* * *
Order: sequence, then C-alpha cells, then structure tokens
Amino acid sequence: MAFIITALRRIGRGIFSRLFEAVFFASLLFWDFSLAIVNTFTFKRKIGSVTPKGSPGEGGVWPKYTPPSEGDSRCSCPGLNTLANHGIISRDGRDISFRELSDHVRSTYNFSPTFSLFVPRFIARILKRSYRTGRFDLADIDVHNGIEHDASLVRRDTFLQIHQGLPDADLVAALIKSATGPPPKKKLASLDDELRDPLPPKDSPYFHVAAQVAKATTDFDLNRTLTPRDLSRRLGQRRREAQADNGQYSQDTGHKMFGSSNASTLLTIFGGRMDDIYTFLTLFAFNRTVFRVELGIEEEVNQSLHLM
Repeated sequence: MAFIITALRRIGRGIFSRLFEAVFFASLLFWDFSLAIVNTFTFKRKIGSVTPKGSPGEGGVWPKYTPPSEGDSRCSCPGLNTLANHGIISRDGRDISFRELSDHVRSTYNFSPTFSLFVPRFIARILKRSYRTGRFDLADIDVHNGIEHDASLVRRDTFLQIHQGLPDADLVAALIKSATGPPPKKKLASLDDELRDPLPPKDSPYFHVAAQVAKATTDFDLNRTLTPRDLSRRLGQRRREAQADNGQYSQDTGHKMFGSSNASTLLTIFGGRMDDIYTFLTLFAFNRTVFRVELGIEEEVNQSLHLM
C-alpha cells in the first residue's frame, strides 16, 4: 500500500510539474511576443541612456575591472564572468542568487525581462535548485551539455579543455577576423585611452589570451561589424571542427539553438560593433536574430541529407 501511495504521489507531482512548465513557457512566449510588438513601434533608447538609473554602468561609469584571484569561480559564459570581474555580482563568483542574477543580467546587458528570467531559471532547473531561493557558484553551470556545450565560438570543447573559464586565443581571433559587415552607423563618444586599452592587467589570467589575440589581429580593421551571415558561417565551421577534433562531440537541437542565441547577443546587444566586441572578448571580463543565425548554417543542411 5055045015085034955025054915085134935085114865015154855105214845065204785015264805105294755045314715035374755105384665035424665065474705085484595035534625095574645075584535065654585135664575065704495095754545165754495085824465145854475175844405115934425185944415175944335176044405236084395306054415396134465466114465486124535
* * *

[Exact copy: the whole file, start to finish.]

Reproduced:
Order: sequence, then C-alpha cells, then structure tokens
Amino acid sequence: MAFIITALRRIGRGIFSRLFEAVFFASLLFWDFSLAIVNTFTFKRKIGSVTPKGSPGEGGVWPKYTPPSEGDSRCSCPGLNTLANHGIISRDGRDISFRELSDHVRSTYNFSPTFSLFVPRFIARILKRSYRTGRFDLADIDVHNGIEHDASLVRRDTFLQIHQGLPDADLVAALIKSATGPPPKKKLASLDDELRDPLPPKDSPYFHVAAQVAKATTDFDLNRTLTPRDLSRRLGQRRREAQADNGQYSQDTGHKMFGSSNASTLLTIFGGRMDDIYTFLTLFAFNRTVFRVELGIEEEVNQSLHLM
Repeated sequence: MAFIITALRRIGRGIFSRLFEAVFFASLLFWDFSLAIVNTFTFKRKIGSVTPKGSPGEGGVWPKYTPPSEGDSRCSCPGLNTLANHGIISRDGRDISFRELSDHVRSTYNFSPTFSLFVPRFIARILKRSYRTGRFDLADIDVHNGIEHDASLVRRDTFLQIHQGLPDADLVAALIKSATGPPPKKKLASLDDELRDPLPPKDSPYFHVAAQVAKATTDFDLNRTLTPRDLSRRLGQRRREAQADNGQYSQDTGHKMFGSSNASTLLTIFGGRMDDIYTFLTLFAFNRTVFRVELGIEEEVNQSLHLM
C-alpha cells in the first residue's frame, strides 16, 4: 500500500510539474511576443541612456575591472564572468542568487525581462535548485551539455579543455577576423585611452589570451561589424571542427539553438560593433536574430541529407 501511495504521489507531482512548465513557457512566449510588438513601434533608447538609473554602468561609469584571484569561480559564459570581474555580482563568483542574477543580467546587458528570467531559471532547473531561493557558484553551470556545450565560438570543447573559464586565443581571433559587415552607423563618444586599452592587467589570467589575440589581429580593421551571415558561417565551421577534433562531440537541437542565441547577443546587444566586441572578448571580463543565425548554417543542411 5055045015085034955025054915085134935085114865015154855105214845065204785015264805105294755045314715035374755105384665035424665065474705085484595035534625095574645075584535065654585135664575065704495095754545165754495085824465145854475175844405115934425185944415175944335176044405236084395306054415396134465466114465486124535